# Stem and Leaf Plots

A stem and leaf plot provides a helpful way to visualize the shape of a numerical distribution. The idea is to take all the data values in a dataset, and for each, separate it into a "stem" and "leaf". In general, the "stems" represent the larger place values, whereas the leaves represent smaller place values. There are different ways to do this depending on the scale, range and precision of the actual data values.

Let's start by looking at an example.

## Example: Annual precipitation in Central Park, 1869-2019

In this example we use the `stem`

function from R to generate a stem and leaf plot for a
precipitation dataset.

```
> precip.df <- read.csv("precip-central-park.csv")
> precip.annual <- precip[, "ANNUAL"]
> precip.annual
[1] 45.25 39.25 51.26 42.49 47.99 45.83 40.90 41.77 40.17 48.66 39.01 36.66
[13] 36.26 45.27 35.77 52.25 35.37 39.38 43.99 53.32 57.16 45.63 39.55 35.60
[25] 48.26 41.01 35.37 41.96 44.55 47.90 38.57 41.19 48.69 52.77 58.32 41.64
[37] 37.44 40.18 45.48 41.05 41.67 33.72 48.83 45.40 58.00 40.17 45.73 37.90
[49] 41.04 38.27 53.29 53.20 37.76 44.66 40.57 41.72 41.43 47.83 56.06 45.62
[61] 40.38 38.95 36.07 43.93 53.53 49.84 33.85 49.83 52.97 48.49 38.55 45.07
[73] 39.04 48.51 36.74 45.01 44.98 38.36 40.79 46.87 36.24 36.89 44.40 41.51
[85] 45.20 35.58 39.90 36.25 36.49 40.94 38.77 46.39 39.32 37.15 34.28 32.99
[97] 26.09 39.90 49.12 43.57 48.54 35.29 56.77 67.03 57.23 47.69 61.21 41.28
[109] 54.73 49.81 52.13 44.55 38.11 41.40 80.56 57.03 38.82 42.95 46.39 44.67
[121] 65.11 60.92 45.18 43.35 44.28 47.39 40.42 56.19 43.93 48.69 42.50 45.42
[133] 35.92 45.21 58.56 51.97 55.97 59.89 61.67 53.61 53.62 49.37 72.81 38.51
[145] 46.32 53.79 40.97 42.17 45.04 65.55 53.03
> stem(precip.annual)
The decimal point is 1 digit(s) to the right of the |
2 | 6
3 | 3444
3 | 555666666666777778888899999999999
4 | 0000000011111111111122222222333444444
4 | 555555555555555566666667788888899999999
5 | 00012223333334444
5 | 56667777889
6 | 0112
6 | 567
7 | 3
7 |
8 | 1
```

In the stem and leaf plot above, the row `2 | 6`

represents the data value 26.09, and the row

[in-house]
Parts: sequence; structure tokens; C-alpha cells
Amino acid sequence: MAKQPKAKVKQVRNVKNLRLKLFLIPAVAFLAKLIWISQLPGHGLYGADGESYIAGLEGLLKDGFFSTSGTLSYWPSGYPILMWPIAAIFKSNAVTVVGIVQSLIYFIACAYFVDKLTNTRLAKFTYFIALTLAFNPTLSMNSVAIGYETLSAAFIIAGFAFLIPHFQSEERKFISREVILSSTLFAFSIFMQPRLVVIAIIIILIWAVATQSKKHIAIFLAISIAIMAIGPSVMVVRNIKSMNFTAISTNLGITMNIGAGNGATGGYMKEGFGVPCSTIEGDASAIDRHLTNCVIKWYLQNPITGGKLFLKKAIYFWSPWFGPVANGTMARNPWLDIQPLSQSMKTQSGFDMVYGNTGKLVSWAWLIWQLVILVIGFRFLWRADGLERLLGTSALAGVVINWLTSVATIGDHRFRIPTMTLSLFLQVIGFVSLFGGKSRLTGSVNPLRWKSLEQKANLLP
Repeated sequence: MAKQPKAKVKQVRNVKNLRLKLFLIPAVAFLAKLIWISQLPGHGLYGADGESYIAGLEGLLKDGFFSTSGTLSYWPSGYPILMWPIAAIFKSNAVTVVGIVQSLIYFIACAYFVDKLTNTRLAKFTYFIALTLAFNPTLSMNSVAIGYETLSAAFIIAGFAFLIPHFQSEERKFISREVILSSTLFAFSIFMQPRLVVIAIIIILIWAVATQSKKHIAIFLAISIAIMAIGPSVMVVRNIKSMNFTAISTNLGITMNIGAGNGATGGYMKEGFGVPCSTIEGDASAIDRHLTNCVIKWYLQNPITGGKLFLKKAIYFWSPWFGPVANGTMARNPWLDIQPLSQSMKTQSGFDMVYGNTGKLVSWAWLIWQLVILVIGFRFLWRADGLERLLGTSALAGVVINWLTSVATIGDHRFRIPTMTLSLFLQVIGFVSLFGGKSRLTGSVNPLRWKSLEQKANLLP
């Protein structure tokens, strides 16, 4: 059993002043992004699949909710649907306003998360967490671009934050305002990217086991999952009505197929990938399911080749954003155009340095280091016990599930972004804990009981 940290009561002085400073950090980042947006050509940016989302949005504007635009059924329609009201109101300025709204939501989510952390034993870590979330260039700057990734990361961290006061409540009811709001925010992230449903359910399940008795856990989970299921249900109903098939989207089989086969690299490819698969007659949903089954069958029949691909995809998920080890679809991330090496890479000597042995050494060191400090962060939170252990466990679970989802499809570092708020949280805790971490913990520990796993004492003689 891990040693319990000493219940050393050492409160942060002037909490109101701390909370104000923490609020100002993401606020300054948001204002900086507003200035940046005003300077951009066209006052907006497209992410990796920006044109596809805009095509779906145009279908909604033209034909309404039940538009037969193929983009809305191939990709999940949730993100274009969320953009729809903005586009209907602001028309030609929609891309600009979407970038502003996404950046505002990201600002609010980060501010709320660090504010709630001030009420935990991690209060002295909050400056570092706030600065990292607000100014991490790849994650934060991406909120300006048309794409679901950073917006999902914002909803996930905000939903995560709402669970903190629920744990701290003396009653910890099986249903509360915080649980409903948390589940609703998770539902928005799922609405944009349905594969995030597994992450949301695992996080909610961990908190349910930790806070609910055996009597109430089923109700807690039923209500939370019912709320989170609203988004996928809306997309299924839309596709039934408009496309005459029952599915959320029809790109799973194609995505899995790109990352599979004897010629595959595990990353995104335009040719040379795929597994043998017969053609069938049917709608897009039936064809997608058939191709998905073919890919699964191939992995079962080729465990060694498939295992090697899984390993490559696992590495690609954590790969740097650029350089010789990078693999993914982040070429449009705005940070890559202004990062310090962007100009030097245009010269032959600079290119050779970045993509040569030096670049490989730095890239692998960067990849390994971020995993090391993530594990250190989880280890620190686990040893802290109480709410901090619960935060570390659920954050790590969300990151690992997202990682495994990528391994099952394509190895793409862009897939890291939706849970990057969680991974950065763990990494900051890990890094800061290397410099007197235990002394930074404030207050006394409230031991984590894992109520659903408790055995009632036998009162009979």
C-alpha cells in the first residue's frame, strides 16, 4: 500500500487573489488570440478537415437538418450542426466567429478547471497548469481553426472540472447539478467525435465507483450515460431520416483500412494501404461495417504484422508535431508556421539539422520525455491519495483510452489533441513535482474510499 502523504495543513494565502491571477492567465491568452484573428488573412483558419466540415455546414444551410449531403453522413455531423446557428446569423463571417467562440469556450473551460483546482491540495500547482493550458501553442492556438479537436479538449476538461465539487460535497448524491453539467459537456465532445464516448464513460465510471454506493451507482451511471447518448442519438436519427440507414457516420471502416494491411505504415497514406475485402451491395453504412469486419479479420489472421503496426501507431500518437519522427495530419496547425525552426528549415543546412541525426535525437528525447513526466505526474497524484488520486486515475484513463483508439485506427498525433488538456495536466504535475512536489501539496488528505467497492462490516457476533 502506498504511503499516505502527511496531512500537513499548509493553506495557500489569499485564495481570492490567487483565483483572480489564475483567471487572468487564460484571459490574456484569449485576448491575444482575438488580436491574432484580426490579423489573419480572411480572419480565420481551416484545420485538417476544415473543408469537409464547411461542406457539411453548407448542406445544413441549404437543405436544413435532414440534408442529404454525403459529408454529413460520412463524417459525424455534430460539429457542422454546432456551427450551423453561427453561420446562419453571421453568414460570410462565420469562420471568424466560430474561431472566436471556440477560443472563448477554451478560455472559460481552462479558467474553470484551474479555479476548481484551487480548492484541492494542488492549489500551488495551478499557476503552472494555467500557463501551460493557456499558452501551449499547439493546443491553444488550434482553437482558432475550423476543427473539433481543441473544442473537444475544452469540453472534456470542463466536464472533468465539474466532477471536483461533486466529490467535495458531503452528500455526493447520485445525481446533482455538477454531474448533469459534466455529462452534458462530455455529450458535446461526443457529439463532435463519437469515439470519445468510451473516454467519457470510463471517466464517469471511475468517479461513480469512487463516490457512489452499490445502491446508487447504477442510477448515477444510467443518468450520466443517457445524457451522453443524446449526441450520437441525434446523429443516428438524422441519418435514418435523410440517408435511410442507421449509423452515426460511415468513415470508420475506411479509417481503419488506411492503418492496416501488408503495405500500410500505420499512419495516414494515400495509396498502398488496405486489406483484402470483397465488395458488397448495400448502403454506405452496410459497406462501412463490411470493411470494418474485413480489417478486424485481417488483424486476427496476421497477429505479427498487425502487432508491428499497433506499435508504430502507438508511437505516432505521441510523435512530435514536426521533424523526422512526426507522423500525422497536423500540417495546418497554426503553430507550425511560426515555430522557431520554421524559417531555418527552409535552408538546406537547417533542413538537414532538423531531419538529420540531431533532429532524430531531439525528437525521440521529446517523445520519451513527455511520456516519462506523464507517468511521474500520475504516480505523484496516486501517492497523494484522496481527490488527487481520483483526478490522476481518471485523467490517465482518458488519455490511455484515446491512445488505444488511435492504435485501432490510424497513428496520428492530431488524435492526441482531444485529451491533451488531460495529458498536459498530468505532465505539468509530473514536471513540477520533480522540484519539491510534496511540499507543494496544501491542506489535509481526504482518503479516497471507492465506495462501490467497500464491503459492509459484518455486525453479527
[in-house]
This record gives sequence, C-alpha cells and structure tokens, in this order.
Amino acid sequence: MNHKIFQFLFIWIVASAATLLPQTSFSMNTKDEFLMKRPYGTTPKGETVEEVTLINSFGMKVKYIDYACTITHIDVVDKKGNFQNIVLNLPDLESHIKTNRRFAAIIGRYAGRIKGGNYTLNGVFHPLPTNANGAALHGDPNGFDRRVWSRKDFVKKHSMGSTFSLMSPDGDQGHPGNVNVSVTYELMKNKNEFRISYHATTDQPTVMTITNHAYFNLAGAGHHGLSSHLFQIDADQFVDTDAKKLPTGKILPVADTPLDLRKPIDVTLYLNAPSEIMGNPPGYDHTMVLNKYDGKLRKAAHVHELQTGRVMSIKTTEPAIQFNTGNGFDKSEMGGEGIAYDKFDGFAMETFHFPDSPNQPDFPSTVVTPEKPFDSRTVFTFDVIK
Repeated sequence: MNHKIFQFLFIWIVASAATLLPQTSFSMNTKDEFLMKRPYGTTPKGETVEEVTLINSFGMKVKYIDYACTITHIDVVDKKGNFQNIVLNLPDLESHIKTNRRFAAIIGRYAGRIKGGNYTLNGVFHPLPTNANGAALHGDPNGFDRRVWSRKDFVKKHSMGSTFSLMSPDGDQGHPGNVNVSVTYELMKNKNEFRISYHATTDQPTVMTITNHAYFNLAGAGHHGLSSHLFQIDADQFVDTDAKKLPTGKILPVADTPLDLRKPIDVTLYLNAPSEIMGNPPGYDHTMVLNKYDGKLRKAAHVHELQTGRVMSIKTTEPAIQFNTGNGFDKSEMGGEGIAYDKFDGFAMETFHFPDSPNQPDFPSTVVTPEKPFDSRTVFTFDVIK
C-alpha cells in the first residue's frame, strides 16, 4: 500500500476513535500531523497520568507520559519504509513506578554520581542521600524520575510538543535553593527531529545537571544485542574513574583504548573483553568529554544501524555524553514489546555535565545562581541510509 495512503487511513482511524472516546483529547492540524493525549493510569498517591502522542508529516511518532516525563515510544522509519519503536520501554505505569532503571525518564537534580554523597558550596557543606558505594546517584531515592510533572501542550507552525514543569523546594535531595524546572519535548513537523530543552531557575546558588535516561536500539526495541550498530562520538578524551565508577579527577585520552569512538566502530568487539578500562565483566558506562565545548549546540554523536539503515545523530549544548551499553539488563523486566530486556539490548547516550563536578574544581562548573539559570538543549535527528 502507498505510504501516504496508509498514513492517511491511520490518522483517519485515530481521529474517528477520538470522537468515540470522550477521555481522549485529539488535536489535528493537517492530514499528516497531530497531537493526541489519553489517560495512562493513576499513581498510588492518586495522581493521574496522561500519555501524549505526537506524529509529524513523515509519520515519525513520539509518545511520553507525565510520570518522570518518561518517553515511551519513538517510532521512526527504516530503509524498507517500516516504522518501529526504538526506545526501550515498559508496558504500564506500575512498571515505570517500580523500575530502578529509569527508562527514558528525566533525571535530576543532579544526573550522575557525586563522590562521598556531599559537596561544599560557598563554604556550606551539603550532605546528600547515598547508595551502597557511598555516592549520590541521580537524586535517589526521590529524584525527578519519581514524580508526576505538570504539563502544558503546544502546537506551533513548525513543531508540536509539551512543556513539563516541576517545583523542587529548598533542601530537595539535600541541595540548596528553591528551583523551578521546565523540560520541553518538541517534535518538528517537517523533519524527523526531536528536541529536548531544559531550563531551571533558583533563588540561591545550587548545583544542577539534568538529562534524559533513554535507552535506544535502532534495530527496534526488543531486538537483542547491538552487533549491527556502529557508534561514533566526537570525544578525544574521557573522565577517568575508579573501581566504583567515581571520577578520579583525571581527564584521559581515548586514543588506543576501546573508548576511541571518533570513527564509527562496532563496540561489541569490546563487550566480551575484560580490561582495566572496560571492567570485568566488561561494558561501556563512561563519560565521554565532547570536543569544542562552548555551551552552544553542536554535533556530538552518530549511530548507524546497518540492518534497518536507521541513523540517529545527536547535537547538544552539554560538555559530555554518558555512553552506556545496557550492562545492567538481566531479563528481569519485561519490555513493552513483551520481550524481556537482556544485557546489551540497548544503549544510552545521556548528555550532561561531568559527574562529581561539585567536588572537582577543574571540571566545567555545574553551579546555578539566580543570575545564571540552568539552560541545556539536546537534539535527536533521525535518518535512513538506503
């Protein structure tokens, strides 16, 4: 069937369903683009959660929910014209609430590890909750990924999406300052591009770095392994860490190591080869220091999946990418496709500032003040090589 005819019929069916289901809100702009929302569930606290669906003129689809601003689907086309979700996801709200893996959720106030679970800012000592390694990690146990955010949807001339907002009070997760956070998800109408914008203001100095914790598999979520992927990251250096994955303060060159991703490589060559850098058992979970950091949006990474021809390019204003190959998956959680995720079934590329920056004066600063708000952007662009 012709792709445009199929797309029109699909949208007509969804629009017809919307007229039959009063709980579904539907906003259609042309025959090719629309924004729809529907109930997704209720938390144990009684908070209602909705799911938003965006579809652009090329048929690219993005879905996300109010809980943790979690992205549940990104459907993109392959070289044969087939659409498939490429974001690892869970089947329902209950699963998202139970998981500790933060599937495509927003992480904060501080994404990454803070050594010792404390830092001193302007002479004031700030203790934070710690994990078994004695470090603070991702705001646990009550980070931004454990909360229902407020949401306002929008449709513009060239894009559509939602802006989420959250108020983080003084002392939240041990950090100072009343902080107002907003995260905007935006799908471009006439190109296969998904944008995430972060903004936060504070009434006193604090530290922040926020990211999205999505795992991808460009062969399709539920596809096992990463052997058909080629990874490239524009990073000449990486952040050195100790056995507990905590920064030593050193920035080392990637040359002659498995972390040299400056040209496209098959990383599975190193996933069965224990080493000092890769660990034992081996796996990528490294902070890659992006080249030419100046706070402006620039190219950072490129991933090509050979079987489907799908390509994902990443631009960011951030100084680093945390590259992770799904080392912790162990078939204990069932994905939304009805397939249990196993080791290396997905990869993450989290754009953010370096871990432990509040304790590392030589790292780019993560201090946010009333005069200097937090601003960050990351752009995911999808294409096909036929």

`8 | 1`

represents the data value 80.56. Notice that there are two rows for the range 30-39, two
for 40-49 and so forth. The first 3 stem represents the half-open interval [30, 35) and the second 3 stem
represents the half-open interval [35, 40). Speaking more generally, in the plot above, each row represents
an interval 5 units wide.

I mentioned that the details of the plot depend on the scale, range and precision of the data, just as they do with other plots. Let's dissect the example above to see how this works in this particular case.

The first thing to notice is that the scale of the data is in the tens, since the lowest value is 26.09 and the highest is 80.56. The range covers several tens, so that tells us that units are probably the appropriate leaf here, and we can just round the data points to the nearest unit. Finally, each row in the plot covers 5 units instead of (say) 10 to give us a little more detail on how the data are distributed across the full range. There's no right or wrong choice (5 vs. 10) here—it's really just about what level of detail you want to communicate.

## Exercises

**Exercise 1.** Redraw the stem and leaf plot for the precipitation data, but with each row
representing 10 units instead of 5.

**Exercise 2.** What if we were to add the value 7.13 to the precipitation dataset? How would
that impact the plot?

**Exercise 3.** What if we were to add the value 102.66 to the precipitation dataset? How would
that impact the plot?